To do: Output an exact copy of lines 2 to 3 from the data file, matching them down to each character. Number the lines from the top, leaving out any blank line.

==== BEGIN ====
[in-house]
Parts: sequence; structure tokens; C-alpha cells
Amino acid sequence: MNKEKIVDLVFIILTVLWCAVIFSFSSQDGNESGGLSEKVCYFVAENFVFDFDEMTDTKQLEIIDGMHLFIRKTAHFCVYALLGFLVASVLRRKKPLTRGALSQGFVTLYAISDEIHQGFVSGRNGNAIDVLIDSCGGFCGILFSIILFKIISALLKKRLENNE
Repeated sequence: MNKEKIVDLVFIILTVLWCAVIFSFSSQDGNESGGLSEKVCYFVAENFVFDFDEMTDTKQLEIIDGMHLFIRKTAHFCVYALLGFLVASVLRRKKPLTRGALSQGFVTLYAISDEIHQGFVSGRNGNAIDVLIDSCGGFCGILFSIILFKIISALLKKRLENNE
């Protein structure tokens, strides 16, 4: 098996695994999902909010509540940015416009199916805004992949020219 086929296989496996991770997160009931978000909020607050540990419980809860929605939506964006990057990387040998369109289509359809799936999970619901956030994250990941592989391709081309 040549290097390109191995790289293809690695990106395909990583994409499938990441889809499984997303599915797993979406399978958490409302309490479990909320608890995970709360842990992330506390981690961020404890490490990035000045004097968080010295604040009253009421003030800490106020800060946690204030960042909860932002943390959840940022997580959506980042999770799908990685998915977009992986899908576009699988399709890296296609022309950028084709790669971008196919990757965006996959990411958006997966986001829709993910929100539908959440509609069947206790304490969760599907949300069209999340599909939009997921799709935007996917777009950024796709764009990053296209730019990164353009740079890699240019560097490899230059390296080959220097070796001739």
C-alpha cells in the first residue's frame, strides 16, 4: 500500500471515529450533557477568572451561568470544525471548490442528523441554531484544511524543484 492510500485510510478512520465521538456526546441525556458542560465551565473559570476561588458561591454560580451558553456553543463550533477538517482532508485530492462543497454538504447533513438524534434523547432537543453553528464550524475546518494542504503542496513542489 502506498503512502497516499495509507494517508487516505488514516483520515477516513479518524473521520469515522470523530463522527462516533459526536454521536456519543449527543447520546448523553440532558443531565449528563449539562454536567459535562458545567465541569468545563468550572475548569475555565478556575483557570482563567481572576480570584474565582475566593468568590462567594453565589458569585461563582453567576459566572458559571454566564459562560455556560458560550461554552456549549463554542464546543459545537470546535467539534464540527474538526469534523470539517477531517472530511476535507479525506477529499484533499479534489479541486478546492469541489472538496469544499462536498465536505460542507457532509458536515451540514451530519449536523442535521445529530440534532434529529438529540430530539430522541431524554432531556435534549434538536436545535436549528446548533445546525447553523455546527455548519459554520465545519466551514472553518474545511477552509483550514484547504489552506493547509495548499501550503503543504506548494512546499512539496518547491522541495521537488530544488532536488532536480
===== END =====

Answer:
Parts: sequence; structure tokens; C-alpha cells
Amino acid sequence: MNKEKIVDLVFIILTVLWCAVIFSFSSQDGNESGGLSEKVCYFVAENFVFDFDEMTDTKQLEIIDGMHLFIRKTAHFCVYALLGFLVASVLRRKKPLTRGALSQGFVTLYAISDEIHQGFVSGRNGNAIDVLIDSCGGFCGILFSIILFKIISALLKKRLENNE